Barriers to healthy choices
The 29 participants spoke about many different facets of health. These included happiness and mental wellbeing, faith, social support, body image, and lifestyle behaviours.
They identified many barriers to healthy eating, among them the cost of and access to healthy food options. Some women also said they had little access to exercise facilities such as gyms and were afraid to exercise on the streets because they feared being assaulted or harassed. One woman said:
No, I don’t feel safe because we have drug addicts, traffic, women trafficking: it’s not safe for us to walk in the streets.
The women we interviewed painted a picture of an environment in which healthy behaviours are difficult to implement or sustain. One said:
Small businesses that are opening up in my community and they all sell fries, literally they just all sell fries…
Women told us that cheap and unhealthy fast foods are on every street corner: “bunny chow” – hollowed out bread stuffed with curry – vetkoek (a fried dough bread stuffed with different fillings) and fried chips are affordable and available within a few steps of most houses. As a result, women did not want to go out of their way to purchase healthier, more expensive foods.
Our interviewees also didn’t feel able to demand that healthier food be bought for their homes, because many were not contributing financially and were therefore not in a position to control food purchases. Women reported being financially dependant on relatives and male partners.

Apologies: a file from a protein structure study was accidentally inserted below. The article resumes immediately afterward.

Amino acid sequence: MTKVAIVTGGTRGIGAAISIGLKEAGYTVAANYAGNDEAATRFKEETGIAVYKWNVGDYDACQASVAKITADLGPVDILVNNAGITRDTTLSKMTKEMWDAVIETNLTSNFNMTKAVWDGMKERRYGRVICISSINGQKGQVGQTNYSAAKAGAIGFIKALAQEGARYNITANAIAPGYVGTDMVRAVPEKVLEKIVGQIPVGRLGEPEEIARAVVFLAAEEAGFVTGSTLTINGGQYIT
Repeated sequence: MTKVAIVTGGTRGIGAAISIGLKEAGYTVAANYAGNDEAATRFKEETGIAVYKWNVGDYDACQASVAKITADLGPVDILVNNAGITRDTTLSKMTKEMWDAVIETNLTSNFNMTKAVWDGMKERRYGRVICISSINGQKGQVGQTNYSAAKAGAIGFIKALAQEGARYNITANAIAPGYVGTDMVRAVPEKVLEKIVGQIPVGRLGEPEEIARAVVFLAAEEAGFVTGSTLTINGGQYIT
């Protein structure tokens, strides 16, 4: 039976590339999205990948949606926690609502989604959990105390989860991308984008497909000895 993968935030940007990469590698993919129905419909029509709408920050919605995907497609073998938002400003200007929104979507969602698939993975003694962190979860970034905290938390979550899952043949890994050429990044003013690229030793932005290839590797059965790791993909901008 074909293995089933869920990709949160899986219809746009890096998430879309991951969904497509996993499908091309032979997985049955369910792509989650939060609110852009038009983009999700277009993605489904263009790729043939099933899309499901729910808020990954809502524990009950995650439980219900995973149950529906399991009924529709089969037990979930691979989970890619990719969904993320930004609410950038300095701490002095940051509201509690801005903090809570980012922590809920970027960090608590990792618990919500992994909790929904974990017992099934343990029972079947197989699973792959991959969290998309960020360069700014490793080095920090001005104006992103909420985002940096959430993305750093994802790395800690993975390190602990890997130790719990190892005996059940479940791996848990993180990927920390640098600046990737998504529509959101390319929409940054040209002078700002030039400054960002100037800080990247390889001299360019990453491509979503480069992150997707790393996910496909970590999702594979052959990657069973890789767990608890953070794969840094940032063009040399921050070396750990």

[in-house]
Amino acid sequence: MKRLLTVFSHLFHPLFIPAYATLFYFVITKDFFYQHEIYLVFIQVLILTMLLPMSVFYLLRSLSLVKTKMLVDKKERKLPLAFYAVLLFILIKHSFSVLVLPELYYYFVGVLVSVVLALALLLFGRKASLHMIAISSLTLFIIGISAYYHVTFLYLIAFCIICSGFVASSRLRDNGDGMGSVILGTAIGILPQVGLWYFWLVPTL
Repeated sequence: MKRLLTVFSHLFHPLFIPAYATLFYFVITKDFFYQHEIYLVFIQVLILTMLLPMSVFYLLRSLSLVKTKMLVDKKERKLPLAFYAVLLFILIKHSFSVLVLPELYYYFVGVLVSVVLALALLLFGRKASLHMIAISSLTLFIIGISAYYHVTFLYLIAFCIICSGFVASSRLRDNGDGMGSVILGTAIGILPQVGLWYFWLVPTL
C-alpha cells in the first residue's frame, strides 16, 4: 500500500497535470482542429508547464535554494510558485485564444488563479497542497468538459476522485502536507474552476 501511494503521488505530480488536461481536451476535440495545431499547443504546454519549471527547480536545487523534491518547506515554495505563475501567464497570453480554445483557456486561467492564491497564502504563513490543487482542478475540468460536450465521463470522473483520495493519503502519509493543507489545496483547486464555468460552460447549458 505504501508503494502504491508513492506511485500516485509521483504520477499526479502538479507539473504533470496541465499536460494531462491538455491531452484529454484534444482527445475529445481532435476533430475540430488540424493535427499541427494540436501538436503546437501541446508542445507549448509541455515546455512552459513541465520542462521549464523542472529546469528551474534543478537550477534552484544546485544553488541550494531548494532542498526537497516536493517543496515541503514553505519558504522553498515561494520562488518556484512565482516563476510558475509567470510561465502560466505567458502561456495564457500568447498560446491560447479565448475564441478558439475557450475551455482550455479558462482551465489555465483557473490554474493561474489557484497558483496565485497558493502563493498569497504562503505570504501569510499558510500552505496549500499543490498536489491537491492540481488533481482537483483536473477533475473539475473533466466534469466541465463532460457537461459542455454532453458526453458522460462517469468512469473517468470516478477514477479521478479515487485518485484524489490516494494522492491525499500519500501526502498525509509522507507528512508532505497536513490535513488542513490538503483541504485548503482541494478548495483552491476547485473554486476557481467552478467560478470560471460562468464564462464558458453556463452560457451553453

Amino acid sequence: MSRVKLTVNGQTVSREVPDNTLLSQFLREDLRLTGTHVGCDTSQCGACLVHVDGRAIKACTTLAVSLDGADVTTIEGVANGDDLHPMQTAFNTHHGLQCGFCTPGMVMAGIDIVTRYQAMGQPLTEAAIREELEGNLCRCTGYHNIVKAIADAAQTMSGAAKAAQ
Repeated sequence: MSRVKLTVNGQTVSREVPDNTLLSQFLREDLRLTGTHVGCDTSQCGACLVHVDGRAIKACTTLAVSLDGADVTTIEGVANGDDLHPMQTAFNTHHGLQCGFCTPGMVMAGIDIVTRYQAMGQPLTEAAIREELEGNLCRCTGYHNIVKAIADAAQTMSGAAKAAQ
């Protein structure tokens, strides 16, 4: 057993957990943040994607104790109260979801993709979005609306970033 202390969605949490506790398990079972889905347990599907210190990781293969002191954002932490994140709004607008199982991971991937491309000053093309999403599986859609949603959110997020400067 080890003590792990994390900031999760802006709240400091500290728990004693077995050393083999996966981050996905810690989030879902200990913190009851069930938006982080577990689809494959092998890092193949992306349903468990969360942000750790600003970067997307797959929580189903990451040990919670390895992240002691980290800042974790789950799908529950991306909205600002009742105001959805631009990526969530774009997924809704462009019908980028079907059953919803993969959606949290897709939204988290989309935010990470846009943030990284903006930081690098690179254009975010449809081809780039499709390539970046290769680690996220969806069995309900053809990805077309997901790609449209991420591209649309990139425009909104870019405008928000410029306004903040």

They also said that opportunities for physical activity were neither provided nor prioritised for women in Soweto. Some women said that a lack of facilities made it difficult for them to participate in any exercise, as they did not have access to gyms or fields to exercise.
Other women told us that there were gyms, sports grounds, parks, and even free aerobics classes at community halls in their area. However these facilities often get vandalised quickly, and can no longer be used. More importantly, they didn’t feel safe enough to exercise on the streets, perhaps by jogging or running. They also felt unsafe walking around in leggings or tights. Women were fearful of human trafficking, sexual assault, and violence – very real issues in this community.
Crucially, our research found that young women did not see obesity as a sufficient reason to change their behaviour. But they said they would be motivated to exercise and eat better if they were diagnosed with a non-communicable disease like diabetes.
This suggests that obesity has become normalised in South Africa – and this needs to be addressed.
These findings are now being worked into our interventions, and we are cognisant of the contextual realities that may affect young women’s ability to change their lifestyles. We hope that this research, along with whatever findings emerge from our interventions, will inform policy makers and motivate them to implement necessary changes in this community.
Women in Soweto and in South Africa in general need support to live healthier lifestyles. This support needs to come from policy makers. If South Africa does not step up and support young women by providing them with access to safe spaces and affordable healthier foods, and by controlling the oversupply of unhealthy options, the country may not be able to curb its ever increasing rise in obesity and related non-communicable diseases.
-Alessandra Prioreschi: Associate Director and Researcher at the Developmental Pathways for Health Research Unit (DPHRU), University of the Witwatersrand